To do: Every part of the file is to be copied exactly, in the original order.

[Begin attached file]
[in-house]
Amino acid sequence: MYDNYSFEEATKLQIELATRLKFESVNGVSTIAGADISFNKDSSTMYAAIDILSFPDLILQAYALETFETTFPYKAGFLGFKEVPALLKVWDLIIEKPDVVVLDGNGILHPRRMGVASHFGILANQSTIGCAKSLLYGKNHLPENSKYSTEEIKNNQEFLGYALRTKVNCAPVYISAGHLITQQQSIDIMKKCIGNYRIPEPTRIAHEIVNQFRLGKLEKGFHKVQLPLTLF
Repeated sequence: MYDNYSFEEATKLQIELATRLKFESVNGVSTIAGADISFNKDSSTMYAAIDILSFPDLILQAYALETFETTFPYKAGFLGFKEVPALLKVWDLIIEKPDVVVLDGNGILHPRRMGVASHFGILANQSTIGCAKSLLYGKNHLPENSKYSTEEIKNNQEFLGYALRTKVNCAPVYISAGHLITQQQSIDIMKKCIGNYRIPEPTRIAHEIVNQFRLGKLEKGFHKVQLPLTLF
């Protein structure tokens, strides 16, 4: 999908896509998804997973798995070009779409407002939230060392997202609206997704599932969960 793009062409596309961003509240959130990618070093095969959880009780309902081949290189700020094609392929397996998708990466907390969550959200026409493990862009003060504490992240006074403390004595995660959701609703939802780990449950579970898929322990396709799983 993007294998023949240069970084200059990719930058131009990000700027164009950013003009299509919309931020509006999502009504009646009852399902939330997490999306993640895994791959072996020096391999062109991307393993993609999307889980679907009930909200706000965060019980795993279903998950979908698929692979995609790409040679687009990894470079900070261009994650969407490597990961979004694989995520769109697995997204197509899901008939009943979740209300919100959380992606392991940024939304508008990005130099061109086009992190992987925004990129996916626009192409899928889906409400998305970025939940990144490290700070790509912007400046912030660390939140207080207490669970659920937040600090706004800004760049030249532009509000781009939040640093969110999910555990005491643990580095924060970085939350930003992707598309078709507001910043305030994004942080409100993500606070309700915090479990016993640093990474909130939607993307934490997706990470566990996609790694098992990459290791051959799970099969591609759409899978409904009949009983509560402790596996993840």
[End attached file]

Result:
[in-house]
Amino acid sequence: MYDNYSFEEATKLQIELATRLKFESVNGVSTIAGADISFNKDSSTMYAAIDILSFPDLILQAYALETFETTFPYKAGFLGFKEVPALLKVWDLIIEKPDVVVLDGNGILHPRRMGVASHFGILANQSTIGCAKSLLYGKNHLPENSKYSTEEIKNNQEFLGYALRTKVNCAPVYISAGHLITQQQSIDIMKKCIGNYRIPEPTRIAHEIVNQFRLGKLEKGFHKVQLPLTLF
Repeated sequence: MYDNYSFEEATKLQIELATRLKFESVNGVSTIAGADISFNKDSSTMYAAIDILSFPDLILQAYALETFETTFPYKAGFLGFKEVPALLKVWDLIIEKPDVVVLDGNGILHPRRMGVASHFGILANQSTIGCAKSLLYGKNHLPENSKYSTEEIKNNQEFLGYALRTKVNCAPVYISAGHLITQQQSIDIMKKCIGNYRIPEPTRIAHEIVNQFRLGKLEKGFHKVQLPLTLF
């Protein structure tokens, strides 16, 4: 999908896509998804997973798995070009779409407002939230060392997202609206997704599932969960 793009062409596309961003509240959130990618070093095969959880009780309902081949290189700020094609392929397996998708990466907390969550959200026409493990862009003060504490992240006074403390004595995660959701609703939802780990449950579970898929322990396709799983 993007294998023949240069970084200059990719930058131009990000700027164009950013003009299509919309931020509006999502009504009646009852399902939330997490999306993640895994791959072996020096391999062109991307393993993609999307889980679907009930909200706000965060019980795993279903998950979908698929692979995609790409040679687009990894470079900070261009994650969407490597990961979004694989995520769109697995997204197509899901008939009943979740209300919100959380992606392991940024939304508008990005130099061109086009992190992987925004990129996916626009192409899928889906409400998305970025939940990144490290700070790509912007400046912030660390939140207080207490669970659920937040600090706004800004760049030249532009509000781009939040640093969110999910555990005491643990580095924060970085939350930003992707598309078709507001910043305030994004942080409100993500606070309700915090479990016993640093990474909130939607993307934490997706990470566990996609790694098992990459290791051959799970099969591609759409899978409904009949009983509560402790596996993840």